October 7, 2015 – As NASA missions to Mars progress with science and complex human exploration missions, spacecraft will require larger heat shields to protect against the extreme heat of entering a planet’s atmosphere and decelerating at a safe altitude in the thin Martian atmosphere.
Today’s rockets have limited space to accommodate spacecraft and their heat shields. However, engineers at NASA’s Ames Research Center in Silicon Valley, California, have a solution to accommodate that limitation.
NASA’s Adaptive Deployable Entry and Placement Technology (ADEPT) is one solution. ADEPT is a mechanically-deployable heat shield concept using carbon fabric: a flexible heat shield that expands to “open” like an umbrella. Recently, Ames’ engineers successfully completed heating simulation testing of an ADEPT model under conditions akin to entering the Martian atmosphere.
The photograph above shows one of these tests. In it, a flow of extremely heated air is exiting the 21-inch diameter nozzle from the left, causing a bow shock to form in front of the ADEPT test article, which is attached to a water-cooled support arm. Surface temperatures on the test article reached 3,100 degrees Fahrenheit. The bluish-hue streaks, streaming away from the test article, are due to the decomposition of the resin-infused protective layers that prevent degradation of the stitched fabric joints.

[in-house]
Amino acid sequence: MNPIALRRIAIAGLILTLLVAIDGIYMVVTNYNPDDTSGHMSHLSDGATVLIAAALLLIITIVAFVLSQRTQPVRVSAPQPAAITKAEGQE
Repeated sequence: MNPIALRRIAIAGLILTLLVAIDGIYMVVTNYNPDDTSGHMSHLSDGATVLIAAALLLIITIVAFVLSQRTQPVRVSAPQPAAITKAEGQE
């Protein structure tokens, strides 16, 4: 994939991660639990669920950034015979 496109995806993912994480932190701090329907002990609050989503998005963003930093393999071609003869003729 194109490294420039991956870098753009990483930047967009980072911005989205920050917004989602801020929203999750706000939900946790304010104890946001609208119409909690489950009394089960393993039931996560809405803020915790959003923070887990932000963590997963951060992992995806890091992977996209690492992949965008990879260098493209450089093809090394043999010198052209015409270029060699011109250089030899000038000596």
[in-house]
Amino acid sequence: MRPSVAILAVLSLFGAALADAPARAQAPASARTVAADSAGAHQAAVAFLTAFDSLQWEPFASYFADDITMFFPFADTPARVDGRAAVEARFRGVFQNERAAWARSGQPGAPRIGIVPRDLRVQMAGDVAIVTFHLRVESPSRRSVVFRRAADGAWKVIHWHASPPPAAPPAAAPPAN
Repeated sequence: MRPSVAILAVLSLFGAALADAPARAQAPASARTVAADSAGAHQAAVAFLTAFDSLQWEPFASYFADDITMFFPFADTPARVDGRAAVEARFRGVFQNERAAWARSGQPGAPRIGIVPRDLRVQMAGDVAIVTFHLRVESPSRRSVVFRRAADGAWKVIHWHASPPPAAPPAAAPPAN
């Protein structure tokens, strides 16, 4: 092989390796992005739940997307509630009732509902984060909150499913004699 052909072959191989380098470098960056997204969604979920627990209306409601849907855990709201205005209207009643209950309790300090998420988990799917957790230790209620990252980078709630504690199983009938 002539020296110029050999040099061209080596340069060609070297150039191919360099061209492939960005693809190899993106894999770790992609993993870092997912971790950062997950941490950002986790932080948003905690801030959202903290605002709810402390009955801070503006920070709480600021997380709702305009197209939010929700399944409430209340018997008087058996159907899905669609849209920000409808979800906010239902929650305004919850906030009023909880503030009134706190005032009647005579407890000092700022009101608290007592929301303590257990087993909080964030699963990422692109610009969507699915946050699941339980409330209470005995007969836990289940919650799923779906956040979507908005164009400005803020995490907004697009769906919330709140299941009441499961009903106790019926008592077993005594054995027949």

Extensive instrumentation and imaging products from the test will be used to validate how materials respond to the testing conditions, and thermo-structural design codes. The testing approach demonstrated with this test will enable future, more extensive testing of the ADEPT configuration – toward possible future use of the system on missions bigger than anything NASA’s ever flown.
The ADEPT project is led by NASA’s Ames Research Center, with contributions from multiple other NASA centers. Testing, conducted by Ames’ Entry Systems and Technology Division, was funded by the Game Changing Development Program within NASA’s Space Technology Mission Directorate.
For more information about the ADEPT project, visit: